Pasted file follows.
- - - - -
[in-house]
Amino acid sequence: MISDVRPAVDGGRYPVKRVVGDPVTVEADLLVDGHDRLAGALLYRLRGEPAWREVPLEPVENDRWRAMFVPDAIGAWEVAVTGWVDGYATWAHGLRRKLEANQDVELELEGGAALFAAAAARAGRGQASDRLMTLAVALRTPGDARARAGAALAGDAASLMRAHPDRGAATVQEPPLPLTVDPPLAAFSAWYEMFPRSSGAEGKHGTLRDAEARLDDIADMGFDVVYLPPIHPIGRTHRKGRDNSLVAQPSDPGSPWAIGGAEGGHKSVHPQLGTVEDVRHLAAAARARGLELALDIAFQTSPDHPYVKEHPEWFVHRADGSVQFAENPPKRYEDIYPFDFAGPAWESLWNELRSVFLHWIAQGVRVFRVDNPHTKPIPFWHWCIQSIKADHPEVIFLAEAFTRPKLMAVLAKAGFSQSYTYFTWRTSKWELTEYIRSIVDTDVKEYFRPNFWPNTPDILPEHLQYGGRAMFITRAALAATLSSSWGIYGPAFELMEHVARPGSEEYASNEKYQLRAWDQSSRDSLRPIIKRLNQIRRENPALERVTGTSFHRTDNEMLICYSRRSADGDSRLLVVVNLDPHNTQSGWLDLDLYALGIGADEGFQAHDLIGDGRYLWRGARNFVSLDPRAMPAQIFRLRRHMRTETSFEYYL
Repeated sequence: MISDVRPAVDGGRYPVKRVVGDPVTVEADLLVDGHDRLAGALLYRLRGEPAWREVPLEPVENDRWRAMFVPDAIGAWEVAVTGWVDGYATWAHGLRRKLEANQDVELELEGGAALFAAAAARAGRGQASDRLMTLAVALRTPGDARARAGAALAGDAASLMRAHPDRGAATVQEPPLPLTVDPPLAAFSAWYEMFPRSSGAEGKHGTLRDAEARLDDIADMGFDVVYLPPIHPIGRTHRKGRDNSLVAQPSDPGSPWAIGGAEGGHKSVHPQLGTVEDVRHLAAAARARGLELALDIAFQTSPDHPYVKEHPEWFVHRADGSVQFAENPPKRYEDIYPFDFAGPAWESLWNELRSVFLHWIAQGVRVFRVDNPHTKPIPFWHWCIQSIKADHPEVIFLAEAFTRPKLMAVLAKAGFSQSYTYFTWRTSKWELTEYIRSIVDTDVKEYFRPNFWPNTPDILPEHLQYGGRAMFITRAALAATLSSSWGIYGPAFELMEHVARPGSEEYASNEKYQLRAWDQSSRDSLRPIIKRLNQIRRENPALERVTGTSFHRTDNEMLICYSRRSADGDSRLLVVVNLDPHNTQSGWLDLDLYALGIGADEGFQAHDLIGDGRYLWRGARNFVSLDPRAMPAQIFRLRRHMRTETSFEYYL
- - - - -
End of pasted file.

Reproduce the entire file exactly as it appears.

[in-house]
Amino acid sequence: MISDVRPAVDGGRYPVKRVVGDPVTVEADLLVDGHDRLAGALLYRLRGEPAWREVPLEPVENDRWRAMFVPDAIGAWEVAVTGWVDGYATWAHGLRRKLEANQDVELELEGGAALFAAAAARAGRGQASDRLMTLAVALRTPGDARARAGAALAGDAASLMRAHPDRGAATVQEPPLPLTVDPPLAAFSAWYEMFPRSSGAEGKHGTLRDAEARLDDIADMGFDVVYLPPIHPIGRTHRKGRDNSLVAQPSDPGSPWAIGGAEGGHKSVHPQLGTVEDVRHLAAAARARGLELALDIAFQTSPDHPYVKEHPEWFVHRADGSVQFAENPPKRYEDIYPFDFAGPAWESLWNELRSVFLHWIAQGVRVFRVDNPHTKPIPFWHWCIQSIKADHPEVIFLAEAFTRPKLMAVLAKAGFSQSYTYFTWRTSKWELTEYIRSIVDTDVKEYFRPNFWPNTPDILPEHLQYGGRAMFITRAALAATLSSSWGIYGPAFELMEHVARPGSEEYASNEKYQLRAWDQSSRDSLRPIIKRLNQIRRENPALERVTGTSFHRTDNEMLICYSRRSADGDSRLLVVVNLDPHNTQSGWLDLDLYALGIGADEGFQAHDLIGDGRYLWRGARNFVSLDPRAMPAQIFRLRRHMRTETSFEYYL
Repeated sequence: MISDVRPAVDGGRYPVKRVVGDPVTVEADLLVDGHDRLAGALLYRLRGEPAWREVPLEPVENDRWRAMFVPDAIGAWEVAVTGWVDGYATWAHGLRRKLEANQDVELELEGGAALFAAAAARAGRGQASDRLMTLAVALRTPGDARARAGAALAGDAASLMRAHPDRGAATVQEPPLPLTVDPPLAAFSAWYEMFPRSSGAEGKHGTLRDAEARLDDIADMGFDVVYLPPIHPIGRTHRKGRDNSLVAQPSDPGSPWAIGGAEGGHKSVHPQLGTVEDVRHLAAAARARGLELALDIAFQTSPDHPYVKEHPEWFVHRADGSVQFAENPPKRYEDIYPFDFAGPAWESLWNELRSVFLHWIAQGVRVFRVDNPHTKPIPFWHWCIQSIKADHPEVIFLAEAFTRPKLMAVLAKAGFSQSYTYFTWRTSKWELTEYIRSIVDTDVKEYFRPNFWPNTPDILPEHLQYGGRAMFITRAALAATLSSSWGIYGPAFELMEHVARPGSEEYASNEKYQLRAWDQSSRDSLRPIIKRLNQIRRENPALERVTGTSFHRTDNEMLICYSRRSADGDSRLLVVVNLDPHNTQSGWLDLDLYALGIGADEGFQAHDLIGDGRYLWRGARNFVSLDPRAMPAQIFRLRRHMRTETSFEYYL